Marketers using Facebook Inc.’s (NASDAQ:FB) social media platform will no longer be allowed to buy housing, employment and credit-related ads that target or exclude certain ethnic groups. A report last month from investigative-news site ProPublica sparked the change. The publication claimed it had been able to purchase an ad targeted to Facebook members looking for a home excluding anyone with an “ethnic affinity.”
While it isn’t possible to target someone specifically by race, Facebook did allow advertisers to market to people by six “ethnic affinity” categories: African-American, Asian-American, and four types of Hispanic groups based whether they speak Spanish, English or both. It was also possible to exclude users with one of these affinities from seeing an ad.
U.S. lawmakers raised concerns that the feature allowing marketers to target users by “ethnic affinity” could be discriminatory. Civil-rights advocates worried that it seemed to violate federal housing laws. Facebook initially defended the practice, but ultimately decided to change its policy.
Erin Egan, vice president of U.S. public policy and chief privacy officer at Facebook, said in a blog post, “There are many nondiscriminatory uses of our ethnic-affinity solution in these areas, but we have decided that we can best guard against discrimination by suspending these types of ads.” Facebook said it would update its ad policies to require advertisers to agree not to discriminate in advertising on the site. The company also said that it would build tools to “detect and automatically disable” the use of this type of marketing on the site.
Facebook said that it has met with a number of government leaders over the past few weeks, including New York State Attorney General Eric Schneiderman and Congresswoman Robin Kelly from Illinois, as well as the Congressional Black Caucus and the Congressional Hispanic Caucus. Egan said in a statement, “We look forward to finding additional ways to combat discrimination, while increasing opportunity, and to continuing our dialog with policymakers and civil rights leaders about these important issues.”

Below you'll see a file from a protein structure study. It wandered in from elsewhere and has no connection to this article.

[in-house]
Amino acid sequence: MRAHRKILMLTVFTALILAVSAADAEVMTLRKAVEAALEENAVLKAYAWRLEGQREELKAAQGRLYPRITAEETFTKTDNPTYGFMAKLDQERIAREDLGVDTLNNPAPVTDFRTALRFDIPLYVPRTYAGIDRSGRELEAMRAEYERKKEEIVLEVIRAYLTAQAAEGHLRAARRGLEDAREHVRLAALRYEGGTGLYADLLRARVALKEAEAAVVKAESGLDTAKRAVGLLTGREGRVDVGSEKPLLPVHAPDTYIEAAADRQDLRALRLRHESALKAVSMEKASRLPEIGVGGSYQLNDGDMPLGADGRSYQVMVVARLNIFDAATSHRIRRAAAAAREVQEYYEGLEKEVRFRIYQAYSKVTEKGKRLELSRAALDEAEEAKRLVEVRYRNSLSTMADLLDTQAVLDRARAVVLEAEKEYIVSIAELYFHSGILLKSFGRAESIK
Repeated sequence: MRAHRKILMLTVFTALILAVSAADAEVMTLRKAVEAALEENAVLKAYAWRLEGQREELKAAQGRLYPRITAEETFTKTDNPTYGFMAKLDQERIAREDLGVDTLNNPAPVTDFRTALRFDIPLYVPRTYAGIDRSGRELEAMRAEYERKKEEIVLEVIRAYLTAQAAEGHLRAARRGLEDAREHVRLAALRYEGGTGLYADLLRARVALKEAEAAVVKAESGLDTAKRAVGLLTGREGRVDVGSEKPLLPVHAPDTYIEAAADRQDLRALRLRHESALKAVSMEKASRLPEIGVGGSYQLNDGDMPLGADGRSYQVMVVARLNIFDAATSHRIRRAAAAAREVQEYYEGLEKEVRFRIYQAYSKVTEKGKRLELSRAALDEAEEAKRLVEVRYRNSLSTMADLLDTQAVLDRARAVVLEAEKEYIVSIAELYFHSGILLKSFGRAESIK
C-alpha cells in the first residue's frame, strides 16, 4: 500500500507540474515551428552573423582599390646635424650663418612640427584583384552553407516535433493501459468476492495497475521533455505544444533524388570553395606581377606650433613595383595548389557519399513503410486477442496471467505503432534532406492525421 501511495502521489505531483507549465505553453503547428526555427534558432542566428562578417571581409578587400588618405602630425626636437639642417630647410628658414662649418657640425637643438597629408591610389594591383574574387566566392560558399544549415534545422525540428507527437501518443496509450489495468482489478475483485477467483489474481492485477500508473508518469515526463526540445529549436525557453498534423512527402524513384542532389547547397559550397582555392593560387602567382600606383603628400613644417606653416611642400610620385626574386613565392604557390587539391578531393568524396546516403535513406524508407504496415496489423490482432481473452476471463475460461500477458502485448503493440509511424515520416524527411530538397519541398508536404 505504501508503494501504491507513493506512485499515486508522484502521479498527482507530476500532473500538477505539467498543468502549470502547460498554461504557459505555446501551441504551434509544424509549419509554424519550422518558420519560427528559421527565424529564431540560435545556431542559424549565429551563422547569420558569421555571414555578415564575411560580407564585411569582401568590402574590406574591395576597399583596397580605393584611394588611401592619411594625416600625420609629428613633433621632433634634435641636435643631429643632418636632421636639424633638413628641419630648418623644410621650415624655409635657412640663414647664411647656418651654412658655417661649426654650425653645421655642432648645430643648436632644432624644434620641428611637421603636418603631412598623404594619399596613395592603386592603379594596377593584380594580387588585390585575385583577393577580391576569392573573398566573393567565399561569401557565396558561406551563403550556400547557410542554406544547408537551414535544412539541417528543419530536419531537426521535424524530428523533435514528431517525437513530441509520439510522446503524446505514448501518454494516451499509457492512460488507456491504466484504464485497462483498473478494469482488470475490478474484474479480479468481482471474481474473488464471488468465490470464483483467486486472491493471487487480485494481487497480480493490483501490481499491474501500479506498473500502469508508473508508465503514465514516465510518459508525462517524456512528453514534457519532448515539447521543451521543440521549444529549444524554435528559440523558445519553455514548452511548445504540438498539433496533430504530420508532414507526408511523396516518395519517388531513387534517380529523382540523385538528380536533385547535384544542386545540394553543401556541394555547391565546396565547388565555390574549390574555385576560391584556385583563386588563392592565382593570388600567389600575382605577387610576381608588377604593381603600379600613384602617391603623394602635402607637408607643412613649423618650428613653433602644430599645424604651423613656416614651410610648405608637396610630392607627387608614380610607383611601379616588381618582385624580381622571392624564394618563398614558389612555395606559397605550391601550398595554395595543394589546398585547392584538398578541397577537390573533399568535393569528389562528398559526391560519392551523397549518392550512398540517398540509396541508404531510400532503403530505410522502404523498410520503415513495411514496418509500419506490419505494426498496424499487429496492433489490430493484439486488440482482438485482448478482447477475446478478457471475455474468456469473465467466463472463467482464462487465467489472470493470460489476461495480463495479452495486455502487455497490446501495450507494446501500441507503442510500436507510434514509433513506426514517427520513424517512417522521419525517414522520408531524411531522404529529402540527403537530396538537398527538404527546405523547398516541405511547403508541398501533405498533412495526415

This issue was just the latest in a string of controversies surrounding Facebook in recent months. The U.S. presidential election sparked a debate over whether the company was allowing fake news and misinformation to spread on its platform. Facebook Chief Executive Mark Zuckerberg said at an industry conference Thursday that it was “crazy” to think fake news influenced the election. He also noted that Facebook’s news feed algorithm remains a work in progress.
Facebook has become a major source of information for its 1.8 billion monthly users and an increasingly important avenue for advertisers to reach audiences. Facebook’s news feed is a primary source of news for an estimated 44 percent of Americans.